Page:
Energy-Saving P-12 Grants Available for Schools
Funding Opportunities for New York Schools
Did you know the New York State Energy Research and Development Authority (NYSERDA) offers energy study grants for schools under the P-12 Schools: Green and Clean Energy Solutions program? This initiative directly supports New York’s goal of an 85 percent reduction in greenhouse gas emissions by 2050 under 2019’s Climate Leadership and Community Protection Act. The funding can help school administrators identify opportunities to reduce energy use, improve indoor air quality, install the latest HVAC and renewables technologies, and transition away from carbon-based fuels.
Additional funding for upgrade planning and construction is available through the proposed P 12: Clean Green Schools Initiative, which targets high-need, under-resourced communities. For non-high need districts, upgrade incentives are available through the NY-Sun small commercial/nonresidential solar program, the Heat Pump Program (NYS Clean Heat), Charge Ready NY for electric vehicles, and others.
According to NYSERDA, there are more than 6,000 public and private schools in New York that spend a combined ~$1 billion on annual energy costs while producing approximately 5.6 million metric tons of carbon dioxide or other harmful greenhouse gases. Implementing greener practices at schools can save overall energy costs and create a healthier, more sustainable environment for all. Schools that take a step further and incorporate clean energy concepts in the classroom will be eligible for more funding.
How it Works
The initial Green and Clean Energy Solutions planning phase is intended to help K-12 schools evaluate or “benchmark” their current energy sources, usage, and costs by way of an energy study. Clean Heating and Cooling and Net Zero Design (carbon neutral) feasibility assessments may also be considered energy studies for programmatic purposes. Up to 75% (or $150,000) of NYSERDA cost-sharing is available for each study applicant.
Once an energy benchmarking or carbon-free feasibility study is complete, applicants can implement facility upgrades with further guidance from NYSERDA or their preferred energy consultant. Projects can include HVAC, LED lighting, building envelope and building electrification upgrades (insulation, air sealing, distribution system conversions, etc.), or clean energy technology installations like solar and EV chargers. School bus fleet upgrades may also be an important consideration given the state’s 2022 requirement that all buses achieve zero-emission ratings by 2035.
NYSERDA maintains an energy professional database to help school administrators select an energy or carbon-free feasibility study partner. Alternatively, schools can work with their preferred consultant. Any publicly or privately-owned P-12 school subject to the Systems Benefits Charge on their electric utility bill may apply. The energy study area must contain facility space occupied by students and staff only.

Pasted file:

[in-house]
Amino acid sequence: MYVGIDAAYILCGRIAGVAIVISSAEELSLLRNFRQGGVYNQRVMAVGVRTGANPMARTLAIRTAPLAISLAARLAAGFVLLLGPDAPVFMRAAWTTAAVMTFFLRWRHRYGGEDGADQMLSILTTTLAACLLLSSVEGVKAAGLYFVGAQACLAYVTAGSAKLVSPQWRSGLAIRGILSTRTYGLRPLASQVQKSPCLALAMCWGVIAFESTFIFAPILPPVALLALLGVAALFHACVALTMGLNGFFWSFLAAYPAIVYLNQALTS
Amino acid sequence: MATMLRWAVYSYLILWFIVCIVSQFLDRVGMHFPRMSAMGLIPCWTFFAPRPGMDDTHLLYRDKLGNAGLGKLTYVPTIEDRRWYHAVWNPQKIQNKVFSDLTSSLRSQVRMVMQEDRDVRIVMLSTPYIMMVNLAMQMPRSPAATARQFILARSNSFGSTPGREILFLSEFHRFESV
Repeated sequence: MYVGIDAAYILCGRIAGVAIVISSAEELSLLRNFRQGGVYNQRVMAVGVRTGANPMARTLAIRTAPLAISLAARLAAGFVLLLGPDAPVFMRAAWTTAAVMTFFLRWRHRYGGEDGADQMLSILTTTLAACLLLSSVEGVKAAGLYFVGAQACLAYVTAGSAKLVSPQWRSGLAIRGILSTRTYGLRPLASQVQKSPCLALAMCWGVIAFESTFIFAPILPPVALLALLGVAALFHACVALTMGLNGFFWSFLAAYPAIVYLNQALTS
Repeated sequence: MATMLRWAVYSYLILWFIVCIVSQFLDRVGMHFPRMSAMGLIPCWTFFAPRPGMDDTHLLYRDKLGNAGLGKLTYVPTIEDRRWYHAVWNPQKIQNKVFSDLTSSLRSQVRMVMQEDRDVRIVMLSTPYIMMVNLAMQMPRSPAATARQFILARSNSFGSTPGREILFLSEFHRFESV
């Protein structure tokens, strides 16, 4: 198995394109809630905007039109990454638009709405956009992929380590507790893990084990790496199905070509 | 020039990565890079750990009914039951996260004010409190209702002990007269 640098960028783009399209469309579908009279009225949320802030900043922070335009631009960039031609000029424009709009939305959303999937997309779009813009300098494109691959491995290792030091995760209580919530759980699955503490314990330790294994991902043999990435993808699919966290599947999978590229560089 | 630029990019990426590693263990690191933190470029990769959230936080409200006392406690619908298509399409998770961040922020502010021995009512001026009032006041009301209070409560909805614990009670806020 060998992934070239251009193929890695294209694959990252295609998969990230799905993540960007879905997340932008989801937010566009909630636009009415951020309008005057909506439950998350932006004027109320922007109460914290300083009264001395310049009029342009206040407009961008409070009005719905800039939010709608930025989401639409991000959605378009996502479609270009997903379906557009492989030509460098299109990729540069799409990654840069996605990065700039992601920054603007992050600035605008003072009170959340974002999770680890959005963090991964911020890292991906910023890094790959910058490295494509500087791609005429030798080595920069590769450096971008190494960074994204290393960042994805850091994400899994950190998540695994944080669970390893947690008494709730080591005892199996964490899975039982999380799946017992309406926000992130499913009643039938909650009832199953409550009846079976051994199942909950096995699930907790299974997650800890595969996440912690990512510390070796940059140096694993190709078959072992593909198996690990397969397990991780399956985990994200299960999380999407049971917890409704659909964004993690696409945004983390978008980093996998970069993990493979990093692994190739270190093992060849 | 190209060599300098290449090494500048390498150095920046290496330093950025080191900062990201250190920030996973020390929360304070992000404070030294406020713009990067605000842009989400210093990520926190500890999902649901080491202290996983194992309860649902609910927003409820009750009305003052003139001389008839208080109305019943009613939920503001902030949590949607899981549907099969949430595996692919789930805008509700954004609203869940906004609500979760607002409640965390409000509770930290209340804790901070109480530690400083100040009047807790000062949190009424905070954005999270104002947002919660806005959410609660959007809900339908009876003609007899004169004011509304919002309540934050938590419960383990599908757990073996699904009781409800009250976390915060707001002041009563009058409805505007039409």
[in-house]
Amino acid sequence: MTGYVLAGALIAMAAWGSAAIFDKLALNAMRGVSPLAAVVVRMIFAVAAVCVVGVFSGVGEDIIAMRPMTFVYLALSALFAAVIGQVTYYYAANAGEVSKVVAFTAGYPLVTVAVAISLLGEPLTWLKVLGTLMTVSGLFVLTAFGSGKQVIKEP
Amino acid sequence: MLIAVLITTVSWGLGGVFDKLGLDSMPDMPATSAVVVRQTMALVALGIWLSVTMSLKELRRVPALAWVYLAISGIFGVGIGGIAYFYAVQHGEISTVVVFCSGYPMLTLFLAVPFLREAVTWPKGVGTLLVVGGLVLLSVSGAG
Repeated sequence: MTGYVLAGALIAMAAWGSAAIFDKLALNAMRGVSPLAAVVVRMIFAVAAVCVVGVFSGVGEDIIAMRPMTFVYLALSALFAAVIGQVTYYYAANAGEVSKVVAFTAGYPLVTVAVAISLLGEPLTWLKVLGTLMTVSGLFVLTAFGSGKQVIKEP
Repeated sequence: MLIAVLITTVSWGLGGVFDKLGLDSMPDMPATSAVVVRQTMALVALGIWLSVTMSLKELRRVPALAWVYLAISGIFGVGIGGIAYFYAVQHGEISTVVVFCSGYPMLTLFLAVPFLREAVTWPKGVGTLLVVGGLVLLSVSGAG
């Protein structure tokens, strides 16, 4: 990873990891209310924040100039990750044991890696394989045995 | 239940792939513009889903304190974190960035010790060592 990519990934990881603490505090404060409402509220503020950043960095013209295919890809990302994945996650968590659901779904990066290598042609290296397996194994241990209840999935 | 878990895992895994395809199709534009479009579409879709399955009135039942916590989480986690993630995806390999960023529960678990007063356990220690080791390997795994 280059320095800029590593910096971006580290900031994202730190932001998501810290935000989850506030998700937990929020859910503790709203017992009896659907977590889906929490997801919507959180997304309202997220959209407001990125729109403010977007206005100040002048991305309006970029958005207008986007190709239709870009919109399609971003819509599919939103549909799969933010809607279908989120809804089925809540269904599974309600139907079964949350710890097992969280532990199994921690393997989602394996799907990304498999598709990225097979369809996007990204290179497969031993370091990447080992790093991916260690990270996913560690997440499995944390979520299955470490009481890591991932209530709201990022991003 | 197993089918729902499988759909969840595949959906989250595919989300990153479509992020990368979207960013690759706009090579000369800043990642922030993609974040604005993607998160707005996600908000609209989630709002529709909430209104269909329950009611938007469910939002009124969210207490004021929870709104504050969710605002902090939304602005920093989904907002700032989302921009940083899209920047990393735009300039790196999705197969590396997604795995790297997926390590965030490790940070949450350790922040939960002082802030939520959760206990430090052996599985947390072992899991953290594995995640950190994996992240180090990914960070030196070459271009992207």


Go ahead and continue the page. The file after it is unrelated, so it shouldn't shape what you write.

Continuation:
Schools looking for additional decarbonization pathways and incentives can explore the New Buildings Institute’s recently released “Decarbonization Roadmap Guide”(see QR code). This publication contains a well-defined roadmap for schools unsure how to begin the process of facilities decarbonization. Templates are available to help schools assess their infrastructure, understand, and communicate project requirements, interview potential energy study partners, and estimate upgrade costs.
How We Can Help
At LaBella, we work with all types of clients to implement greener solutions, helping their businesses run efficiently. Our LEED-certified teams apply best practices to prioritize building efficiency, decrease the cost of operation, and ensure the health and wellbeing of occupants. We see ongoing clean and green school initiatives as a giant step forward in providing environmental justice to some of New York’s most underserved populations. For more information on how LaBella can help, contact firstname.lastname@example.org.
Linden works as a Technical Service Coordinator. She completed a Bachelor of Science in Public Policy, earning magna cum laude distinction at Rochester Institute of Technology in 2010. She went on to complete a Master of Science in Science, Technology, and Public Policy in 2015, specializing in sustainability topics. She has 10 years of experience as a project management professional and began her career working as a GIS planning assistant before managing green and healthy home construction projects for disadvantaged communities. She began working in the solar industry in 2014 and has since led over 100 residential and commercial solar projects through design and construction phases.